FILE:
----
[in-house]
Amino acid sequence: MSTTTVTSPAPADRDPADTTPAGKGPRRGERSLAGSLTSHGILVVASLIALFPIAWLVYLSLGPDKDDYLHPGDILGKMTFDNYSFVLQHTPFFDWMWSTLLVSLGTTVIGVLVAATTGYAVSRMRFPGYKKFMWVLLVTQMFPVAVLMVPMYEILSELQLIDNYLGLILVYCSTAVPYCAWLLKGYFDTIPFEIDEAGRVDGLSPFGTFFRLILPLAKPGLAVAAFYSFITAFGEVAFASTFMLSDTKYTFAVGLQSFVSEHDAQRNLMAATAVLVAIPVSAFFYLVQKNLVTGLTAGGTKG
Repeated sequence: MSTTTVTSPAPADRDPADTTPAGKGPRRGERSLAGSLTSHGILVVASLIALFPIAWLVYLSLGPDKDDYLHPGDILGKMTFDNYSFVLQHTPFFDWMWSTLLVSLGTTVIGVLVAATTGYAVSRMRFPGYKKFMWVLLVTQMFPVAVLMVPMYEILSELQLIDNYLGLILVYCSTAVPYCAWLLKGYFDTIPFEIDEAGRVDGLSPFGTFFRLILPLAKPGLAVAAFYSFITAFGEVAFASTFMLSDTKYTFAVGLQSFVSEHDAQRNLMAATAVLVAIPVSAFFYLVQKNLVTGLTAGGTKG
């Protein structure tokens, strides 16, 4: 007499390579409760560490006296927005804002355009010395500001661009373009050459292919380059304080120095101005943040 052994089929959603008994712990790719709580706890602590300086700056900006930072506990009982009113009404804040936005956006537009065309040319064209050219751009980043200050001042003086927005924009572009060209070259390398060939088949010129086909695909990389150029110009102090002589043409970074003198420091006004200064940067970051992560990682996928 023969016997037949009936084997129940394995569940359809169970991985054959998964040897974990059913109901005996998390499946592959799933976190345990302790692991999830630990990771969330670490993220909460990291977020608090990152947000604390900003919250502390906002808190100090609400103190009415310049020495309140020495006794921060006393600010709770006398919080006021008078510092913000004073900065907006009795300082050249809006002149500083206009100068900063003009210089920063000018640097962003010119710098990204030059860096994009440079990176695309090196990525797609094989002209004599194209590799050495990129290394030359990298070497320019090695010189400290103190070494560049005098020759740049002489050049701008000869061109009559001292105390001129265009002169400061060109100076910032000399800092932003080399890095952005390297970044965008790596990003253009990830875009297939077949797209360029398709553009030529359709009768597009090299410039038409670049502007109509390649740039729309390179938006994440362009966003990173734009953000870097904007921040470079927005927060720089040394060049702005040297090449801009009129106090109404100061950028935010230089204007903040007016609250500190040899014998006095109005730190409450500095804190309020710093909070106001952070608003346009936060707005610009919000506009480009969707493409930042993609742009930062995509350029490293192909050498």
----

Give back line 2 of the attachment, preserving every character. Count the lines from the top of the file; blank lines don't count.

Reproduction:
Amino acid sequence: MSTTTVTSPAPADRDPADTTPAGKGPRRGERSLAGSLTSHGILVVASLIALFPIAWLVYLSLGPDKDDYLHPGDILGKMTFDNYSFVLQHTPFFDWMWSTLLVSLGTTVIGVLVAATTGYAVSRMRFPGYKKFMWVLLVTQMFPVAVLMVPMYEILSELQLIDNYLGLILVYCSTAVPYCAWLLKGYFDTIPFEIDEAGRVDGLSPFGTFFRLILPLAKPGLAVAAFYSFITAFGEVAFASTFMLSDTKYTFAVGLQSFVSEHDAQRNLMAATAVLVAIPVSAFFYLVQKNLVTGLTAGGTKG